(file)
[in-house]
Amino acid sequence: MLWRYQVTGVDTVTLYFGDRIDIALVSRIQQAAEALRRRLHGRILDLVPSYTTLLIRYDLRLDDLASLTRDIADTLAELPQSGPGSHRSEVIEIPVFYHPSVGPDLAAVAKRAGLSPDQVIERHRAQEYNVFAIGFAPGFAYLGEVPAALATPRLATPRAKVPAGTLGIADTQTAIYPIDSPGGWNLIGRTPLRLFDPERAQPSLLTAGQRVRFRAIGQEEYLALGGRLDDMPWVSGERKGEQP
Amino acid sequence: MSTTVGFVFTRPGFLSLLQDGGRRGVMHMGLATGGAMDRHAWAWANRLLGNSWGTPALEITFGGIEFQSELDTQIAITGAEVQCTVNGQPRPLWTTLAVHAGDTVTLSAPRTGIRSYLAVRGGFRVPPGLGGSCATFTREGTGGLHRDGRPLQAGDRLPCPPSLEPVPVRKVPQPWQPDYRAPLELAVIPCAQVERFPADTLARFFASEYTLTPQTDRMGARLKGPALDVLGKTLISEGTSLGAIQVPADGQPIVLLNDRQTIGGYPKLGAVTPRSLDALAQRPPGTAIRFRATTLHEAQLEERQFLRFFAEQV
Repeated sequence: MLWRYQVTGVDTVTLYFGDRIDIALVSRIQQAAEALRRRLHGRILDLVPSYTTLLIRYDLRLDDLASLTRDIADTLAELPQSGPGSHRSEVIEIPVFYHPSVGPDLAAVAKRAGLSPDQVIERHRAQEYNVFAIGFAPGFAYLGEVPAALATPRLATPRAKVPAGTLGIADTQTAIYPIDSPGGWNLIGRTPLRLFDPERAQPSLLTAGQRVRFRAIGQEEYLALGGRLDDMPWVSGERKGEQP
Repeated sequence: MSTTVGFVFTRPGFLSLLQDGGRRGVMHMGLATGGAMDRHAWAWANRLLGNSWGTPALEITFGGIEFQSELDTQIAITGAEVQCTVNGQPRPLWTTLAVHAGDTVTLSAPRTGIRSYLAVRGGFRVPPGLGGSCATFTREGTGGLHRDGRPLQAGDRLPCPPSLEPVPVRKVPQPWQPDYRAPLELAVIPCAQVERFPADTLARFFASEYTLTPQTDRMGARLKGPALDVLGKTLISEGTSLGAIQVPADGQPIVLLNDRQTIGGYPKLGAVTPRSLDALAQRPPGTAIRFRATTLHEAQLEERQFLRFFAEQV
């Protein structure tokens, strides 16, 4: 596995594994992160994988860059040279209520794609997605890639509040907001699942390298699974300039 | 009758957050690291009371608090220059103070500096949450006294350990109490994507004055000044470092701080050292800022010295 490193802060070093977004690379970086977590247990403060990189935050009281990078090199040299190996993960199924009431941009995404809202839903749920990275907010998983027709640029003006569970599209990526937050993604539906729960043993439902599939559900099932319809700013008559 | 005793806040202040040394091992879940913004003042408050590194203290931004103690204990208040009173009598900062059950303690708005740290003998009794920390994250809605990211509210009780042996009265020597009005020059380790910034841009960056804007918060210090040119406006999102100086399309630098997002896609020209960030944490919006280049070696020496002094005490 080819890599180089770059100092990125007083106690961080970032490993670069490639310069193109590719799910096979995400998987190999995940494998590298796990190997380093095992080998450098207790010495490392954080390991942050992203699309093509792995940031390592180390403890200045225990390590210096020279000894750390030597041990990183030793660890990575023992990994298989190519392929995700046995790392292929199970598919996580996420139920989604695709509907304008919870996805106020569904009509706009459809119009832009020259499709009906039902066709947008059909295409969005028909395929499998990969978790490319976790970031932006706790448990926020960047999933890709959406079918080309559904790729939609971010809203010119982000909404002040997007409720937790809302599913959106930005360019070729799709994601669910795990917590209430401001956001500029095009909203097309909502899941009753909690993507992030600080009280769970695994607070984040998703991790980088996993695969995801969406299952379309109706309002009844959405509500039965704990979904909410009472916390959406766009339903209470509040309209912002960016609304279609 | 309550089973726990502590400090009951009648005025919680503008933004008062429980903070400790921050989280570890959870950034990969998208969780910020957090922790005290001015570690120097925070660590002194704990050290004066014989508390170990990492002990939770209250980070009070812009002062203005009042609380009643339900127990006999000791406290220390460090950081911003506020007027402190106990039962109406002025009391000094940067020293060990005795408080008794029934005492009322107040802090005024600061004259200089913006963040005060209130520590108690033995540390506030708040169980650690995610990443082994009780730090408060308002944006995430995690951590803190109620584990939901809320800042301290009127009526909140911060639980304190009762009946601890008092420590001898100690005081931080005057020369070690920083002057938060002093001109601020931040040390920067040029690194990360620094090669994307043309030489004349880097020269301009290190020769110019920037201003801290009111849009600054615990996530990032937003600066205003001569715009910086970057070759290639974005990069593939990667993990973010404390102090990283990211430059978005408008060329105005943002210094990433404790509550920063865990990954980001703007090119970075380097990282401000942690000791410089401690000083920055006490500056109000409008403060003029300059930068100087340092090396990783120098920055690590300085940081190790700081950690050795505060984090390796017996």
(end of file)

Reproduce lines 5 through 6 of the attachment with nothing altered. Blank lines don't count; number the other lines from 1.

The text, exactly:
Repeated sequence: MSTTVGFVFTRPGFLSLLQDGGRRGVMHMGLATGGAMDRHAWAWANRLLGNSWGTPALEITFGGIEFQSELDTQIAITGAEVQCTVNGQPRPLWTTLAVHAGDTVTLSAPRTGIRSYLAVRGGFRVPPGLGGSCATFTREGTGGLHRDGRPLQAGDRLPCPPSLEPVPVRKVPQPWQPDYRAPLELAVIPCAQVERFPADTLARFFASEYTLTPQTDRMGARLKGPALDVLGKTLISEGTSLGAIQVPADGQPIVLLNDRQTIGGYPKLGAVTPRSLDALAQRPPGTAIRFRATTLHEAQLEERQFLRFFAEQV
């Protein structure tokens, strides 16, 4: 596995594994992160994988860059040279209520794609997605890639509040907001699942390298699974300039 | 009758957050690291009371608090220059103070500096949450006294350990109490994507004055000044470092701080050292800022010295 490193802060070093977004690379970086977590247990403060990189935050009281990078090199040299190996993960199924009431941009995404809202839903749920990275907010998983027709640029003006569970599209990526937050993604539906729960043993439902599939559900099932319809700013008559 | 005793806040202040040394091992879940913004003042408050590194203290931004103690204990208040009173009598900062059950303690708005740290003998009794920390994250809605990211509210009780042996009265020597009005020059380790910034841009960056804007918060210090040119406006999102100086399309630098997002896609020209960030944490919006280049070696020496002094005490 080819890599180089770059100092990125007083106690961080970032490993670069490639310069193109590719799910096979995400998987190999995940494998590298796990190997380093095992080998450098207790010495490392954080390991942050992203699309093509792995940031390592180390403890200045225990390590210096020279000894750390030597041990990183030793660890990575023992990994298989190519392929995700046995790392292929199970598919996580996420139920989604695709509907304008919870996805106020569904009509706009459809119009832009020259499709009906039902066709947008059909295409969005028909395929499998990969978790490319976790970031932006706790448990926020960047999933890709959406079918080309559904790729939609971010809203010119982000909404002040997007409720937790809302599913959106930005360019070729799709994601669910795990917590209430401001956001500029095009909203097309909502899941009753909690993507992030600080009280769970695994607070984040998703991790980088996993695969995801969406299952379309109706309002009844959405509500039965704990979904909410009472916390959406766009339903209470509040309209912002960016609304279609 | 309550089973726990502590400090009951009648005025919680503008933004008062429980903070400790921050989280570890959870950034990969998208969780910020957090922790005290001015570690120097925070660590002194704990050290004066014989508390170990990492002990939770209250980070009070812009002062203005009042609380009643339900127990006999000791406290220390460090950081911003506020007027402190106990039962109406002025009391000094940067020293060990005795408080008794029934005492009322107040802090005024600061004259200089913006963040005060209130520590108690033995540390506030708040169980650690995610990443082994009780730090408060308002944006995430995690951590803190109620584990939901809320800042301290009127009526909140911060639980304190009762009946601890008092420590001898100690005081931080005057020369070690920083002057938060002093001109601020931040040390920067040029690194990360620094090669994307043309030489004349880097020269301009290190020769110019920037201003801290009111849009600054615990996530990032937003600066205003001569715009910086970057070759290639974005990069593939990667993990973010404390102090990283990211430059978005408008060329105005943002210094990433404790509550920063865990990954980001703007090119970075380097990282401000942690000791410089401690000083920055006490500056109000409008403060003029300059930068100087340092090396990783120098920055690590300085940081190790700081950690050795505060984090390796017996």